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I entered crontab -r instead of crontab -e and all my cron jobs have been removed.

What is the best way (or is there one) to recover those jobs?

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Is it just me or wouldn't it make more sense for crontab -r to ask yes/no by default?? –  user1446688 Feb 16 at 22:54
    
I think having a yes/no prompt would be a great idea. especially since e & r are right next to each other.. and crontab -e is a really common cron command. –  JustinP May 11 at 15:52
    
To futureproof, instead of crontab -e consider using a variation of this process (assuming $HOME directory): crontab -l >.crontab ; vi .crontab ; sleep 2 && crontab .crontab and thereafter vi .crontab ; sleep 2 && crontab .crontab. I have an extension to vi that returns status indicating whether or not the file contents changed during the edit. I can then ifvi .crontab && crontab .crontab. (But that extension is out of scope for a comment.) –  roaima Jun 23 at 13:10
    
In 7 or so years of admin work I have never had this happen to me. Now I am scared. Time to start backing up the crontabs regularly. –  Caja Jun 23 at 13:35

2 Answers 2

up vote 9 down vote accepted

crontab -r removes the only file containing the cron jobs.

So if you did not make a backup, your only recovery options are:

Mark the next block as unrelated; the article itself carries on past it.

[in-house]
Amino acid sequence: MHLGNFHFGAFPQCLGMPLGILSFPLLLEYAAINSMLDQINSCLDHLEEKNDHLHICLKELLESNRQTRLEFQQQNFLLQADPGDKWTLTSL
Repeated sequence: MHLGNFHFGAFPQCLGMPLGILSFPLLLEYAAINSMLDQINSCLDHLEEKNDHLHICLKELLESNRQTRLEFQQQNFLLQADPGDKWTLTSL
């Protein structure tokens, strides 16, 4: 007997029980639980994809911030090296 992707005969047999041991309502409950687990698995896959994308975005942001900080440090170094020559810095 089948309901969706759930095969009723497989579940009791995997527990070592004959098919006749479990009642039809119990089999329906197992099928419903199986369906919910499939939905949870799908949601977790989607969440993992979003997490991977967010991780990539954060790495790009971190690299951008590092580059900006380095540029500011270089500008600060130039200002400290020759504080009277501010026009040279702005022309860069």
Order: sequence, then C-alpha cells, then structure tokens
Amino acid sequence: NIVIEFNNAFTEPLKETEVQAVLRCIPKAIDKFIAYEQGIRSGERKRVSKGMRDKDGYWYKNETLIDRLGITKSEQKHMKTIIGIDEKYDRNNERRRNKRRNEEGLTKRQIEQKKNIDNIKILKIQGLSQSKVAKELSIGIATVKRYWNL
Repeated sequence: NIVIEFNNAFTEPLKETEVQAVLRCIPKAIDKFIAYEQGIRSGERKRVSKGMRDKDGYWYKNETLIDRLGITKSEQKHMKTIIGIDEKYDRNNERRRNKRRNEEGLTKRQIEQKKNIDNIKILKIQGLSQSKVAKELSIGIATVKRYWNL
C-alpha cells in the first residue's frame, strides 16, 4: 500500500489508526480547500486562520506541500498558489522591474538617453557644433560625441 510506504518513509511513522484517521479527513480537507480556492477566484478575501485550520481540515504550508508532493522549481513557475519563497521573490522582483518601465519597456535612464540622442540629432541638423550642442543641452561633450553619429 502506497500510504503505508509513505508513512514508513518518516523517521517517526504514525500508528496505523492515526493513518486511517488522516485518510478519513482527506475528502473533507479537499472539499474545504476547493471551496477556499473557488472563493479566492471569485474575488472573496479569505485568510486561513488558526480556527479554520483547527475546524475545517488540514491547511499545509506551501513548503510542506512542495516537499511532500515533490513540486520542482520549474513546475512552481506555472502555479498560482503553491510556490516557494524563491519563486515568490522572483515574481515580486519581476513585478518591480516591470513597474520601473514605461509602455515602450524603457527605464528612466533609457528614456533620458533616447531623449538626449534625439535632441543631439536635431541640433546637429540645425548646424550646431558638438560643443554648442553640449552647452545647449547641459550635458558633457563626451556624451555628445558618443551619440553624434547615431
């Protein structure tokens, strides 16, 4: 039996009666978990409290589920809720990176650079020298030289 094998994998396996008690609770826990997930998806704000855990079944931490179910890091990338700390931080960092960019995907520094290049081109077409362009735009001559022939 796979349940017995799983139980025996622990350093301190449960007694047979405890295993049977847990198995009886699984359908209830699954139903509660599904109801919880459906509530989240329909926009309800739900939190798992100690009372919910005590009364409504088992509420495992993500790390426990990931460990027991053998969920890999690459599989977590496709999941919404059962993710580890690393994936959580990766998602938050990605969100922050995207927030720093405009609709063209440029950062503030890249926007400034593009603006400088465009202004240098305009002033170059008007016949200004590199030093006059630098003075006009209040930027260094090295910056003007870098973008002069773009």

• On RedHat/CentOS, if your jobs have been triggered before, you can find the cron log in /var/log/cron. The file will help you rewrite the jobs again.
  • Another option is to recover the file using a file recovery tool. This is less likely to be successful though, since the system partition is usually a busy one and corresponding sectors probably have already been overwritten.
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I could not voted you up but this answer was some how useful for me. thankx –  RajaRassani Jun 10 '14 at 8:24
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@RajaRassani You can mark the answer is a correct one with a tick mark, though. Thanks for feed back! –  SkyDan Jun 10 '14 at 8:31
    
this just happened to me :) total bummer.. I do use virtual servers and backup them up regularly..so I'm going to spin up a backup.. and get the deleted crontabs –  JustinP May 11 at 15:49

vi /var/spool/cron/*user* or if you're the root user then vi /var/spool/cron/root

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This is worse. It edits the spool files without notifying cron that the file has been edited. It also won't work when the user has accidentally deleted their crontab because there is no file to edit. –  roaima Jun 23 at 13:06

protected by Michael Mrozek Jun 23 at 16:36

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